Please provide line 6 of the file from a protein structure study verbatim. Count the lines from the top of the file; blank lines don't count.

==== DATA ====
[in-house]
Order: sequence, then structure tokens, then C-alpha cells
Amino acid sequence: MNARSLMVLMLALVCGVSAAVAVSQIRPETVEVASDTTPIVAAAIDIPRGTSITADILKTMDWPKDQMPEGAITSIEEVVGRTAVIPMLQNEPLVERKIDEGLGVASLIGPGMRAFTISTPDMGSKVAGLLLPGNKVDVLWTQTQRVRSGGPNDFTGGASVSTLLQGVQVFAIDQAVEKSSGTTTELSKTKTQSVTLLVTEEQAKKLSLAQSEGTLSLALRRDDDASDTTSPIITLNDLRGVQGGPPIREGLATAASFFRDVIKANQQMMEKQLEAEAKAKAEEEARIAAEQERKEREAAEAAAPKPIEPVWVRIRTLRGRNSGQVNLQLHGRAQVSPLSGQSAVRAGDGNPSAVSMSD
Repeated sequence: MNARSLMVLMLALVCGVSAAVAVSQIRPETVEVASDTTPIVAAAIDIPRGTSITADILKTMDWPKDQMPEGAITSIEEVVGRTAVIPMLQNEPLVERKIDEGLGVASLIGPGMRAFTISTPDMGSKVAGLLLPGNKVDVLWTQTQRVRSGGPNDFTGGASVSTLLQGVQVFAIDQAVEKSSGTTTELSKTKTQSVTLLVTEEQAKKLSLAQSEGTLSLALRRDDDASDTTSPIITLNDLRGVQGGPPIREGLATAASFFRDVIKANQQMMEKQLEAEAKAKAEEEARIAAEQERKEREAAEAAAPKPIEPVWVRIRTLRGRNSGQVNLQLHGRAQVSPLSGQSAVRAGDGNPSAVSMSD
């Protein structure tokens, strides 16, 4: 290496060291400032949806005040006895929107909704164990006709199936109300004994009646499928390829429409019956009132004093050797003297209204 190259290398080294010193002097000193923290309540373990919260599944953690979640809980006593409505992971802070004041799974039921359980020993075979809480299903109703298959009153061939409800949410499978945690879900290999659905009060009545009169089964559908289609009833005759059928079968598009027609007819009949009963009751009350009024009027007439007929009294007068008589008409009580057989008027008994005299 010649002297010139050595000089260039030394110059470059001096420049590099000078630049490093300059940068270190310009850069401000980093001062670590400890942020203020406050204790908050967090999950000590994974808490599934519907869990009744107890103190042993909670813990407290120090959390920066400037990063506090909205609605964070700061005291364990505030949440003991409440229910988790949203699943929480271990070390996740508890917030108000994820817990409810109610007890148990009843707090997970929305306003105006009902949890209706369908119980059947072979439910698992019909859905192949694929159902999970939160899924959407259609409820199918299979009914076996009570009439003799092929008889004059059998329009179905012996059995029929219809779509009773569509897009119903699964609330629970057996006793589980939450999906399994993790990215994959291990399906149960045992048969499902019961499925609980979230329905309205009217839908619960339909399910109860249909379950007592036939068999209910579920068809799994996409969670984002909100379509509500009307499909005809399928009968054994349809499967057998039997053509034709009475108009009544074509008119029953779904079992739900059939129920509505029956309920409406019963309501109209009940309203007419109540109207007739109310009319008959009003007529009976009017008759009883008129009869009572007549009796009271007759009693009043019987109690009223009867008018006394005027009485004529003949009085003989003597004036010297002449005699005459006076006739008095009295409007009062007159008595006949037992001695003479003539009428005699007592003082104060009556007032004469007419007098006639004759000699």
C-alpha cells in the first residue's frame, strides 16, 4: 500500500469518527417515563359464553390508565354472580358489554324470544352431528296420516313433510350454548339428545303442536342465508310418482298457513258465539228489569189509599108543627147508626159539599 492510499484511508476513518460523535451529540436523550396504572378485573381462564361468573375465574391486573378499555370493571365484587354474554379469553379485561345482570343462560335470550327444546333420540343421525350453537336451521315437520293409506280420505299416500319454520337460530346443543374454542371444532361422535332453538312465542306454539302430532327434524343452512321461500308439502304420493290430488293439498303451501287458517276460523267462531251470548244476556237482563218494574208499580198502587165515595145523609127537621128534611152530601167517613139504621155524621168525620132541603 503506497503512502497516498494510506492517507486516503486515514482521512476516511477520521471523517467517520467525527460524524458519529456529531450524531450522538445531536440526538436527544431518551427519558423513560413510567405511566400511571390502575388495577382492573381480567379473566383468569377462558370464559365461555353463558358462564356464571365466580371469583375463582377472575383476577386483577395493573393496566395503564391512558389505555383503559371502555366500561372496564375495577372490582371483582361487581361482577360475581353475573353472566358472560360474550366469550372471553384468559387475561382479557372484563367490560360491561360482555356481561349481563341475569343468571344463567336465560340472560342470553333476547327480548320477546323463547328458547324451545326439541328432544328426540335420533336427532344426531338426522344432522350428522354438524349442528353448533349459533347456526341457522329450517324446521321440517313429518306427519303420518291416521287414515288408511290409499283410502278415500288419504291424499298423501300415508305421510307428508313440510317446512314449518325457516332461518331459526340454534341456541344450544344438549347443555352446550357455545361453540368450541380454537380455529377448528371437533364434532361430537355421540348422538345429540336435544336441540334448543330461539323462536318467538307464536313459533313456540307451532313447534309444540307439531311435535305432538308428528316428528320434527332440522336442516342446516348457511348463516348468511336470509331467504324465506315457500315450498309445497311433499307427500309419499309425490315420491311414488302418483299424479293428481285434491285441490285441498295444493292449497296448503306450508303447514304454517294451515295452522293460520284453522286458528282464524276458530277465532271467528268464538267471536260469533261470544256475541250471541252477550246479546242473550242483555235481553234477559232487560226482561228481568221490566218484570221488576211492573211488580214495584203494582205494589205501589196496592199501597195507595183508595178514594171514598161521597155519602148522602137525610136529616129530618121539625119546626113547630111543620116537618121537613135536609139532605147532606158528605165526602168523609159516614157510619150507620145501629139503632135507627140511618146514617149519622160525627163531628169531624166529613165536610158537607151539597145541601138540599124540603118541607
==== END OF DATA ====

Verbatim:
C-alpha cells in the first residue's frame, strides 16, 4: 500500500469518527417515563359464553390508565354472580358489554324470544352431528296420516313433510350454548339428545303442536342465508310418482298457513258465539228489569189509599108543627147508626159539599 492510499484511508476513518460523535451529540436523550396504572378485573381462564361468573375465574391486573378499555370493571365484587354474554379469553379485561345482570343462560335470550327444546333420540343421525350453537336451521315437520293409506280420505299416500319454520337460530346443543374454542371444532361422535332453538312465542306454539302430532327434524343452512321461500308439502304420493290430488293439498303451501287458517276460523267462531251470548244476556237482563218494574208499580198502587165515595145523609127537621128534611152530601167517613139504621155524621168525620132541603 503506497503512502497516498494510506492517507486516503486515514482521512476516511477520521471523517467517520467525527460524524458519529456529531450524531450522538445531536440526538436527544431518551427519558423513560413510567405511566400511571390502575388495577382492573381480567379473566383468569377462558370464559365461555353463558358462564356464571365466580371469583375463582377472575383476577386483577395493573393496566395503564391512558389505555383503559371502555366500561372496564375495577372490582371483582361487581361482577360475581353475573353472566358472560360474550366469550372471553384468559387475561382479557372484563367490560360491561360482555356481561349481563341475569343468571344463567336465560340472560342470553333476547327480548320477546323463547328458547324451545326439541328432544328426540335420533336427532344426531338426522344432522350428522354438524349442528353448533349459533347456526341457522329450517324446521321440517313429518306427519303420518291416521287414515288408511290409499283410502278415500288419504291424499298423501300415508305421510307428508313440510317446512314449518325457516332461518331459526340454534341456541344450544344438549347443555352446550357455545361453540368450541380454537380455529377448528371437533364434532361430537355421540348422538345429540336435544336441540334448543330461539323462536318467538307464536313459533313456540307451532313447534309444540307439531311435535305432538308428528316428528320434527332440522336442516342446516348457511348463516348468511336470509331467504324465506315457500315450498309445497311433499307427500309419499309425490315420491311414488302418483299424479293428481285434491285441490285441498295444493292449497296448503306450508303447514304454517294451515295452522293460520284453522286458528282464524276458530277465532271467528268464538267471536260469533261470544256475541250471541252477550246479546242473550242483555235481553234477559232487560226482561228481568221490566218484570221488576211492573211488580214495584203494582205494589205501589196496592199501597195507595183508595178514594171514598161521597155519602148522602137525610136529616129530618121539625119546626113547630111543620116537618121537613135536609139532605147532606158528605165526602168523609159516614157510619150507620145501629139503632135507627140511618146514617149519622160525627163531628169531624166529613165536610158537607151539597145541601138540599124540603118541607